Answer: First, a little background. Magnesium is an important component of chlorophyll--in fact, the chlorophyll molecule is identical to the hemoglobin molecule in blood, except that in the chlorophyll molecule contains magnesium where the hemoglobin molecule contains iron. (Fascinating, isn't it?)
The balance of magnesium, calcium and potassium is important, because these nutrients compete for takeup by plant roots. If soil and/or fertilizer is high in calcium and potassium, a magnesium deficiency can occur. There are no characteristic symptoms of mild Mg deficiency, except stunted growth. A more severe deficiency leads to a yellowing of older leaves, especially between leaf veins, while the veins stay green. (These symptoms can vary with the type of plant and other factors, so they aren't always exact.)
Whether the new growth or older leaves are affected first depends on whether the nutrient is mobile within the plant. If a nutrient is mobile, the plant will draw it out of the old growth first, to nourish new, young growth. If the nutrient is not mobile, then the plant can't draw on the reserves in the older growth, and the new shoots and leaves show symptoms first.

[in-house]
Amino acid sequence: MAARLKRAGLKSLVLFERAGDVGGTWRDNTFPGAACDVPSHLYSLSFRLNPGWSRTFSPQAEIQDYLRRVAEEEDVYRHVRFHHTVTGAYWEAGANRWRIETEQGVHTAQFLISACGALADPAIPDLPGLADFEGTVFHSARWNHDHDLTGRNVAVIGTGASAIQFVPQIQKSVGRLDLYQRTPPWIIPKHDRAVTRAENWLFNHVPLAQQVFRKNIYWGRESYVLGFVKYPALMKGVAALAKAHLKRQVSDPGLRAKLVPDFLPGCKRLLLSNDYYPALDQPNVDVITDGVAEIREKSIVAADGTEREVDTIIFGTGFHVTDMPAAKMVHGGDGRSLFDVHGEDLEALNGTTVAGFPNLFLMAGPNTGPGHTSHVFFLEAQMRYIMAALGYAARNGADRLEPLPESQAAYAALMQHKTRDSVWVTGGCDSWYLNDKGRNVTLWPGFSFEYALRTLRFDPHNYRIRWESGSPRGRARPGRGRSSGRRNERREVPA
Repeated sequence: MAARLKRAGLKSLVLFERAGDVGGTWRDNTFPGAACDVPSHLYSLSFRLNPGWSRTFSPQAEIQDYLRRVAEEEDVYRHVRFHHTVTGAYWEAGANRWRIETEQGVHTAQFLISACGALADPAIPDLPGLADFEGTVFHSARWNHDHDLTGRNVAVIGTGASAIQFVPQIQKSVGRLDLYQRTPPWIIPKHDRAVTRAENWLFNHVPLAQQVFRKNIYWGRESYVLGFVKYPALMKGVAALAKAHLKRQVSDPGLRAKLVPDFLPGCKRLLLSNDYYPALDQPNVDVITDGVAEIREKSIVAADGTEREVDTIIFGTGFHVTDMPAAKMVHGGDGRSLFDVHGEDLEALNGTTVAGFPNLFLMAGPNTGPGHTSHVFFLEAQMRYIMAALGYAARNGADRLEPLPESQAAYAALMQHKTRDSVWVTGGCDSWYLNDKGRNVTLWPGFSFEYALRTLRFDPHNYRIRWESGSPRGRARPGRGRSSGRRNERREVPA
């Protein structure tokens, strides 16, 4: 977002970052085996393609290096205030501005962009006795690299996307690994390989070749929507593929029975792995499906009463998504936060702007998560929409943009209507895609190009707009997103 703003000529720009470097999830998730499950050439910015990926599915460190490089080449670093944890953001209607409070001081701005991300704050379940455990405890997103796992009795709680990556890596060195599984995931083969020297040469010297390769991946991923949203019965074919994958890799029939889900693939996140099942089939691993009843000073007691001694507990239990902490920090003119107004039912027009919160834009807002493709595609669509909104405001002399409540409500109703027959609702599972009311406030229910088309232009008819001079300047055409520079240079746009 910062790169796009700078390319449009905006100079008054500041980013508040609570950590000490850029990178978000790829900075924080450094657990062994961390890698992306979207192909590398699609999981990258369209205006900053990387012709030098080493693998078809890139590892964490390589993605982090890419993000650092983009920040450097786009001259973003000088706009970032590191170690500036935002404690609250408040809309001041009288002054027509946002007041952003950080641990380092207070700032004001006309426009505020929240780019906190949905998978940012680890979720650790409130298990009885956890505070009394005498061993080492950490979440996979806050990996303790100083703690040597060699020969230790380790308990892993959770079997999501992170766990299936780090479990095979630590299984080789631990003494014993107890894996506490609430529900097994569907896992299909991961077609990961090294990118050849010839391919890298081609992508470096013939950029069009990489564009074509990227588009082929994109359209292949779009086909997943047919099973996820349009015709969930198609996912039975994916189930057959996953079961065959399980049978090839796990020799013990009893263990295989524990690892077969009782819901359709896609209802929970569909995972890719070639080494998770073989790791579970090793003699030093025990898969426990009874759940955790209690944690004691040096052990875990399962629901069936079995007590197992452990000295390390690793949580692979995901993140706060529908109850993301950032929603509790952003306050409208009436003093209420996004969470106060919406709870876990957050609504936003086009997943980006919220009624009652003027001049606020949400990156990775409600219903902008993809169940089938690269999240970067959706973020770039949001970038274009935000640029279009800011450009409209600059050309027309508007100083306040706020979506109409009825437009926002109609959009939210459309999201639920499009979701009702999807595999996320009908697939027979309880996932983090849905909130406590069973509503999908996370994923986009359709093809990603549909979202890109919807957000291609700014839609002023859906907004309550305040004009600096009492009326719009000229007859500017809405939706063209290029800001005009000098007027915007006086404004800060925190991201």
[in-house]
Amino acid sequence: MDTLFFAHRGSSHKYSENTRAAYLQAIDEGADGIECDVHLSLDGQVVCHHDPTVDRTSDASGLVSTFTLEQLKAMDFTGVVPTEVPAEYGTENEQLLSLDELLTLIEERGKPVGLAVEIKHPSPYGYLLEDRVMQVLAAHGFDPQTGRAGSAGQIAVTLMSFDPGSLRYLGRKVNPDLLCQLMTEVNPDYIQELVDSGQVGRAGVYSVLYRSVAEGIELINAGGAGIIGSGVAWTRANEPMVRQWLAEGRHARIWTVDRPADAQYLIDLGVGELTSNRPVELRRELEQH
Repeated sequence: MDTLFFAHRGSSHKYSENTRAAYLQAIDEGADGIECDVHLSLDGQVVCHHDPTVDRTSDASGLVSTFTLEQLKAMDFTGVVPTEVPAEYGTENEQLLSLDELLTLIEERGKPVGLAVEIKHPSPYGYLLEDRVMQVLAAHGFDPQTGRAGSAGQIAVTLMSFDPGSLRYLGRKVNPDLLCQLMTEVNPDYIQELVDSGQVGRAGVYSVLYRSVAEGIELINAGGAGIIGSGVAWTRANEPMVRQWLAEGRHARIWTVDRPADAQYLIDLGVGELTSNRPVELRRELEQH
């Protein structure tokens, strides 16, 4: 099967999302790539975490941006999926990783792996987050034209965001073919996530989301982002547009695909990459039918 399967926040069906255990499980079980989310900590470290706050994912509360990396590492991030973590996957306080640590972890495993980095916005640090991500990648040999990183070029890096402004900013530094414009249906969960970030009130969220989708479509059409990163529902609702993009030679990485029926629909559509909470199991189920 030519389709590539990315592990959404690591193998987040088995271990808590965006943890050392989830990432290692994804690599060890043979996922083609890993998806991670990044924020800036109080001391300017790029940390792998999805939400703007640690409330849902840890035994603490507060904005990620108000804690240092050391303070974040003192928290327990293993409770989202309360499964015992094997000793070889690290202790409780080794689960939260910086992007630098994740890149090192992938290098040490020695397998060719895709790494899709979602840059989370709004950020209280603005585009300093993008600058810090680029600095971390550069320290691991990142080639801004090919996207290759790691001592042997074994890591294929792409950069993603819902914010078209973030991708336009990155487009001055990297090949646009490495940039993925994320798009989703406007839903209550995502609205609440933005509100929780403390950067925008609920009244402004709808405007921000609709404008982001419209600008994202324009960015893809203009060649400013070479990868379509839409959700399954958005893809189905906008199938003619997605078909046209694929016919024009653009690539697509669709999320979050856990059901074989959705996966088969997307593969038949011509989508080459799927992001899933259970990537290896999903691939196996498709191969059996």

Once leaves have begun to yellow--that is, the nutrients are being drawn out of them, they won't turn back to green. If the overall color of the plant is light, it may "green up" with the addition of nutrients. Hopefully, the latter is true for your plants.
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